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Re: SSL/TLS everywhere fail

From: Cory Benfield <cory@lukasa.co.uk>
Date: Mon, 7 Dec 2015 12:27:06 +0000
Cc: Jacob Appelbaum <jacob@appelbaum.net>, Amos Jeffries <squid3@treenet.co.nz>, ietf-http-wg@w3.org
Message-Id: <FCF50BFC-3C9F-49EE-BA31-FE345A597446@lukasa.co.uk>
To: Poul-Henning Kamp <phk@phk.freebsd.dk>

> On 7 Dec 2015, at 12:13, Poul-Henning Kamp <phk@phk.freebsd.dk> wrote:
> --------
> In message <AD5923A5-875D-4A3B-AFFF-26CE042934FC@lukasa.co.uk>, Cory Benfield writes:
>>> I am not sure I understand why you consider that an "absurd flaw"
>>> and I have not been able to find any mail-discussion where such
>>> a critique is raised.
>>> Can you summarize the argument ?
> Thanks for the summary.
> I find it a bit harsh to say that the proposed header/signature
> format has an "absurd flaw" when the flaw complained about is
> really "key distribution is hard".
> Yes, key-distribution can be hard, but that is a separate issue.

I don’t think I’m quite complaining about “key distribution is hard”. If the draft had any text talking about the importance of key distribution, that would be a fair characterisation, but it contains nothing at all.

I agree that key distribution is hard, it’s terribly hard, and I need to say up from that I’m nowhere near smart enough to solve it. However, I think it is a dereliction of duty for this WG to not address the requirements of a key distribution system in anything we want to standardise.  We don’t need to solve it, and we don’t even need to be particularly strict, but we have a duty of care to ensure that systems we build for security actually *are* secure when implemented by people who don’t have the expertise of the people in this channel.

If we can’t solve the problem (and we certainly can’t *today*), then our mission should be to provide guidance and criteria by which key distribution mechanisms should be judged. Ideally we’d go further and recommend one for general use, because an RFC is useless unless you can use it to build something that has a reasonable shot at interoperating with other implementations.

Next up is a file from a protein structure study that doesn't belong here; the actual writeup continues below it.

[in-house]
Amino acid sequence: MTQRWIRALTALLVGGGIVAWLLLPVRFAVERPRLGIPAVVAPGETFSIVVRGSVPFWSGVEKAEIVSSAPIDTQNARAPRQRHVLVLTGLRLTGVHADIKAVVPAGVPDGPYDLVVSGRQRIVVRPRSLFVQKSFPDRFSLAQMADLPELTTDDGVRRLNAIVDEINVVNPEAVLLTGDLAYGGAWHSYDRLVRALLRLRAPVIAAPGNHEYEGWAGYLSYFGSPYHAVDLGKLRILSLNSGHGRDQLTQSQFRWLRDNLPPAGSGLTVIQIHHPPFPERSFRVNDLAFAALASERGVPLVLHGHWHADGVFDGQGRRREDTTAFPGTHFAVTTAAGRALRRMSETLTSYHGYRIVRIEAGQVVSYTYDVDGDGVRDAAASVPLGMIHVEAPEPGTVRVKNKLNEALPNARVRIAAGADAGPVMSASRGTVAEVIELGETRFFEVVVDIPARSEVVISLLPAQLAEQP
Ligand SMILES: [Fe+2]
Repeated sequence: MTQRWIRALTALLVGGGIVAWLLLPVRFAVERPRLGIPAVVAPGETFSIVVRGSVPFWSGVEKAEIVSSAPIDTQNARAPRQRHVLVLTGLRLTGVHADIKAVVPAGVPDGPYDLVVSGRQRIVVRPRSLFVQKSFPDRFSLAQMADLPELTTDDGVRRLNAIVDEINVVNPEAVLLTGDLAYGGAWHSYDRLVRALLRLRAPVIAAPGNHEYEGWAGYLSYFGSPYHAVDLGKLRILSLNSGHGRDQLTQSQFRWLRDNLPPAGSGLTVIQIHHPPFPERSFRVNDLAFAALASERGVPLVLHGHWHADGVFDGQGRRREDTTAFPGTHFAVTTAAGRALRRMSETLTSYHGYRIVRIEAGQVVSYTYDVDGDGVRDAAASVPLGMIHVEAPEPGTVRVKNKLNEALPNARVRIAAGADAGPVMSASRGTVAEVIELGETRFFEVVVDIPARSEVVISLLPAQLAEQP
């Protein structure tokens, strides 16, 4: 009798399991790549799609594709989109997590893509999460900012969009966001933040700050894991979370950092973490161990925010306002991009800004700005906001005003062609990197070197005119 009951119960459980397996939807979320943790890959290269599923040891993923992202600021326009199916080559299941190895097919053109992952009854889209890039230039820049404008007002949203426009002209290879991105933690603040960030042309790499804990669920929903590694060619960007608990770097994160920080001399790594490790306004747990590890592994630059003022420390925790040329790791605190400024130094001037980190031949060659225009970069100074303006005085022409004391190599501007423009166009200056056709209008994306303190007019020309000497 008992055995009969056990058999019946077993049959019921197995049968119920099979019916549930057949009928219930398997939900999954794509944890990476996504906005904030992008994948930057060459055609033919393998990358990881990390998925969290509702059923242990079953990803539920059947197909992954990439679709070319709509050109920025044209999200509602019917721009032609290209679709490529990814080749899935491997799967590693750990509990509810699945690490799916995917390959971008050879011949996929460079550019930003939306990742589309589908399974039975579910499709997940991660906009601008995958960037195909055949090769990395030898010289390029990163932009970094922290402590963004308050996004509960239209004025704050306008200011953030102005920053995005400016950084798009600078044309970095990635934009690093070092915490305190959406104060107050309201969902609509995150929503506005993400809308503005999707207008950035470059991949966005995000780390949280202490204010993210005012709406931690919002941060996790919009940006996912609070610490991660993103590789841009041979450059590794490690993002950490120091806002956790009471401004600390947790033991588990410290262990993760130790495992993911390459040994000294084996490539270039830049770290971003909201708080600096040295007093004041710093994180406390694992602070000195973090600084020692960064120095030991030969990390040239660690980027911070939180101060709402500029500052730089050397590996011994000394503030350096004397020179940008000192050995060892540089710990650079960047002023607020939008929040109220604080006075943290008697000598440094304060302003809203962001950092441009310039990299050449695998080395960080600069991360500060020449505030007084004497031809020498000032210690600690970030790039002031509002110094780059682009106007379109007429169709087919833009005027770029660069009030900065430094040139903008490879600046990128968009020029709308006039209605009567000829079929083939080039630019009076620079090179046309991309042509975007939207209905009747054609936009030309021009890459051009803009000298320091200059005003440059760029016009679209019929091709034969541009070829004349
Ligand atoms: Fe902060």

I think the fairest criticism is actually that “Martin probably hadn’t got there yet”. I believe that Martin is aware of these problems, and I suspect my language was too aggressive, so I’m sorry for that Martin.

>> As a result, I consider it extremely important that any implementation
>> we have either be TOFU and have a normative requirement to cache that
>> key indefinitely, or that it use some out-of-band key distribution
>> mechanism. Otherwise, all an attacker needs to do is sit on the
>> connection and replace both the body *and* the key: a relatively trivial
>> thing to do.
> Again, this is the general key-distribution problem which have no
> "ideal" and often not even "adequate" solutions.
> But there are large swatches of the HTTP traffic where there are
> perfectly good and workable key-distribution mechanisms, and holding
> them up, waiting for a solution to an unsolveable problem makes no
> sense.

Sure, but please understand me: I don’t want “perfect”. I want *any guidance at all*. I want the draft to say *something* about the risks inherent in key distribution and the problems that a suitable key distribution mechanism must solve. Again, I don’t believe that any of the people in this WG would get this wrong, but we should write for people who are not us.

> To take one example:  API and IoS HTTP traffic almost always have
> the ability to implement PSK, and key distribution doesn't get
> any better than that.

Yes, PSK is clearly totally acceptable. The draft should say so.

> There are also a lot of creative ways that key-distribution can
> be boot-strapped in the browser-centric HTTP universe.
> For instance I could open a HTTPS to a newspaper, and one of the
> things I get back is the instruction:  "When you pick up our stuff
> from the 3rd party CDN, the content must be signed with this key”.

Good idea: in fact, I seem to recall that that was my item (1) in my list of key distribution techniques! However, that message needs to be standardised as being applicable to this draft. Perhaps some kind of registry of RFCs that talk about how keys can be distributed for signing purposes, which would allow both new mechanisms (like this one) and making existing mechanisms (the CA system) applicable for signing.

Basically what I’m saying is: I don’t want us to solve the key distribution problem. I want us to address the fact that it *is* a problem, so that implementers are not caught off-guard because they haven’t thought about it. I would like us to propose solutions to this problem. I think that generating standards that basically say “here’s a cool thing you can do if you have secure keys” without alluding to the problems of obtaining and controlling the use of those keys is insufficient.


Received on Monday, 7 December 2015 12:27:38 UTC

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